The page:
ForWarn II maps hail damage to Midwestern crops
ForWarn's all-lands approach to monitoring provides valuable insights into crop damage caused by summer storms. In July and August of 2018, hail storms struck eastern Nebraska causing severe damage to corn and soy.
Remote sensing provides an invaluable way to track severe weather's effect on agricultural production, especially when it can be delivered soon after the event. Most storm reports of hail, for example, do not result in detectable change, suggesting that they are of limited scope or severity. Using ForWarn's Early Detect, these storm effects are recognizable immediately following the event, often within 8 days. Both the spatial pattern of the storms and insights from NOAA' Storm Prediction Center's scattered storm reports suggest that this particular damage was caused by at least two storm events--one occurred on July 27 and a second on Aug. 6, 2018. While reports are limited to where human observers happened to be and report, ForWarn's map shows the extent and severity of impact with a systematic, uniform process.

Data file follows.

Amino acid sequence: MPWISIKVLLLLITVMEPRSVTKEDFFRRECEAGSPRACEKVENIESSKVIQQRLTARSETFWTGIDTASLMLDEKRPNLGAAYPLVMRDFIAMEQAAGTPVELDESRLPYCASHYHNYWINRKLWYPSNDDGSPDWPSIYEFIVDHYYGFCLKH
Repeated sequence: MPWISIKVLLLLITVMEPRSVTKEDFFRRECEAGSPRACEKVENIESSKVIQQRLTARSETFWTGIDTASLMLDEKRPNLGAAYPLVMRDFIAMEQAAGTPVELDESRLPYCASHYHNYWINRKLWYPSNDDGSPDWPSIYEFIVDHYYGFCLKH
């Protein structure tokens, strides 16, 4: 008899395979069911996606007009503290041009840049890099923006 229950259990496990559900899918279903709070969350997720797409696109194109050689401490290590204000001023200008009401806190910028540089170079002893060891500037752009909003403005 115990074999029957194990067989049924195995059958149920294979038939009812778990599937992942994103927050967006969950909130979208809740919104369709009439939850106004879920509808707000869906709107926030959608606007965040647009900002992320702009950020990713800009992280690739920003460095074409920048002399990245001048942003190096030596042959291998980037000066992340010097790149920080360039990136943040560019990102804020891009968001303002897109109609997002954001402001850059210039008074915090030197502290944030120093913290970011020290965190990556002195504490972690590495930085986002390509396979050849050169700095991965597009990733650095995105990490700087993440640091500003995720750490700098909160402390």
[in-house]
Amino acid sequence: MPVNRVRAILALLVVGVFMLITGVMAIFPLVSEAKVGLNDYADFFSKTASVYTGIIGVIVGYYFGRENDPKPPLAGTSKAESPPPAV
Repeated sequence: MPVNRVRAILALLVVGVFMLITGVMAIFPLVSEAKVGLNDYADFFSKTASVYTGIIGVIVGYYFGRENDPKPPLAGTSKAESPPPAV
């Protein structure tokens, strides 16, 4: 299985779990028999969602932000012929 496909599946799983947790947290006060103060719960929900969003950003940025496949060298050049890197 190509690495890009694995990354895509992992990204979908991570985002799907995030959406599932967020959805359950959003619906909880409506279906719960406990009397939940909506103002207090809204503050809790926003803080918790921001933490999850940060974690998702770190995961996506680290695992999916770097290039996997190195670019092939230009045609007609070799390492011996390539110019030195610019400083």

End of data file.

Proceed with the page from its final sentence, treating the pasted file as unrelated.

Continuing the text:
All visible change in these agricultural landscapes is not caused by disturbance. MODIS' 240m spatial resolution is also fine enough to detect crop rotations. ForWarn's approach to using the MODIS data stream excels at accurately mapping disturbances in cloud-prone areas, given its twice-daily frequency. Note on the paired 10m Sentinel 2 imagery the confounding problems of clouds and cloud shadows.